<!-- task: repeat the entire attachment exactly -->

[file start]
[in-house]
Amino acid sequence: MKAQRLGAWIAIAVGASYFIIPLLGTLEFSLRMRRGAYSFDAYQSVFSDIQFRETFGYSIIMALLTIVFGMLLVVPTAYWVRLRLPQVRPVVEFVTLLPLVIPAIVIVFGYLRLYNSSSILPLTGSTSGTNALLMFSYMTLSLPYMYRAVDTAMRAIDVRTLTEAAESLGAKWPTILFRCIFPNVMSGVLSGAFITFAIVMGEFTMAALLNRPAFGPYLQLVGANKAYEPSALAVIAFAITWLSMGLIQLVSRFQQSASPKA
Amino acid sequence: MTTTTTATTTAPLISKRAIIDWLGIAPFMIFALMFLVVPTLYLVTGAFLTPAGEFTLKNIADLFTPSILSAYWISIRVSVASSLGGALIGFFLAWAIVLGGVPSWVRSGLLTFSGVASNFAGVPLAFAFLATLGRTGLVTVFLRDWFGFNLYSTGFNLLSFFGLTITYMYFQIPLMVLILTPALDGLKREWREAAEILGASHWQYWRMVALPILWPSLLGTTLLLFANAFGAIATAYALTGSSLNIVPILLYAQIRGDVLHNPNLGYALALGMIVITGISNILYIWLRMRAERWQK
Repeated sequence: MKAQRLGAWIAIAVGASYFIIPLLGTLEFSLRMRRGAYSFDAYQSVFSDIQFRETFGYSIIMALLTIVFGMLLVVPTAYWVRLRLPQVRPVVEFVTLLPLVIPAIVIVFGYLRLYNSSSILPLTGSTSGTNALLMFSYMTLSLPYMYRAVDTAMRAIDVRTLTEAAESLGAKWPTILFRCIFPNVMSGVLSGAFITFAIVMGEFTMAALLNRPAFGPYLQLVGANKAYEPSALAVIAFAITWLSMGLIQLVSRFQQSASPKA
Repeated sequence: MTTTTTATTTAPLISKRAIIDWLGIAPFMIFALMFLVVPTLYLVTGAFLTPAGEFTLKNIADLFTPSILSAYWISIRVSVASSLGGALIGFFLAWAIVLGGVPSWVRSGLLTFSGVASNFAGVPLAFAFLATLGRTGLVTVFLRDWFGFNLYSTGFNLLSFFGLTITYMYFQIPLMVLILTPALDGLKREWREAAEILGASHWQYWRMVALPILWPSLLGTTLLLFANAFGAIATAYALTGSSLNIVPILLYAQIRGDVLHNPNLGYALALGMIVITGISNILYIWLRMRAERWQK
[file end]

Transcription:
[in-house]
Amino acid sequence: MKAQRLGAWIAIAVGASYFIIPLLGTLEFSLRMRRGAYSFDAYQSVFSDIQFRETFGYSIIMALLTIVFGMLLVVPTAYWVRLRLPQVRPVVEFVTLLPLVIPAIVIVFGYLRLYNSSSILPLTGSTSGTNALLMFSYMTLSLPYMYRAVDTAMRAIDVRTLTEAAESLGAKWPTILFRCIFPNVMSGVLSGAFITFAIVMGEFTMAALLNRPAFGPYLQLVGANKAYEPSALAVIAFAITWLSMGLIQLVSRFQQSASPKA
Amino acid sequence: MTTTTTATTTAPLISKRAIIDWLGIAPFMIFALMFLVVPTLYLVTGAFLTPAGEFTLKNIADLFTPSILSAYWISIRVSVASSLGGALIGFFLAWAIVLGGVPSWVRSGLLTFSGVASNFAGVPLAFAFLATLGRTGLVTVFLRDWFGFNLYSTGFNLLSFFGLTITYMYFQIPLMVLILTPALDGLKREWREAAEILGASHWQYWRMVALPILWPSLLGTTLLLFANAFGAIATAYALTGSSLNIVPILLYAQIRGDVLHNPNLGYALALGMIVITGISNILYIWLRMRAERWQK
Repeated sequence: MKAQRLGAWIAIAVGASYFIIPLLGTLEFSLRMRRGAYSFDAYQSVFSDIQFRETFGYSIIMALLTIVFGMLLVVPTAYWVRLRLPQVRPVVEFVTLLPLVIPAIVIVFGYLRLYNSSSILPLTGSTSGTNALLMFSYMTLSLPYMYRAVDTAMRAIDVRTLTEAAESLGAKWPTILFRCIFPNVMSGVLSGAFITFAIVMGEFTMAALLNRPAFGPYLQLVGANKAYEPSALAVIAFAITWLSMGLIQLVSRFQQSASPKA
Repeated sequence: MTTTTTATTTAPLISKRAIIDWLGIAPFMIFALMFLVVPTLYLVTGAFLTPAGEFTLKNIADLFTPSILSAYWISIRVSVASSLGGALIGFFLAWAIVLGGVPSWVRSGLLTFSGVASNFAGVPLAFAFLATLGRTGLVTVFLRDWFGFNLYSTGFNLLSFFGLTITYMYFQIPLMVLILTPALDGLKREWREAAEILGASHWQYWRMVALPILWPSLLGTTLLLFANAFGAIATAYALTGSSLNIVPILLYAQIRGDVLHNPNLGYALALGMIVITGISNILYIWLRMRAERWQK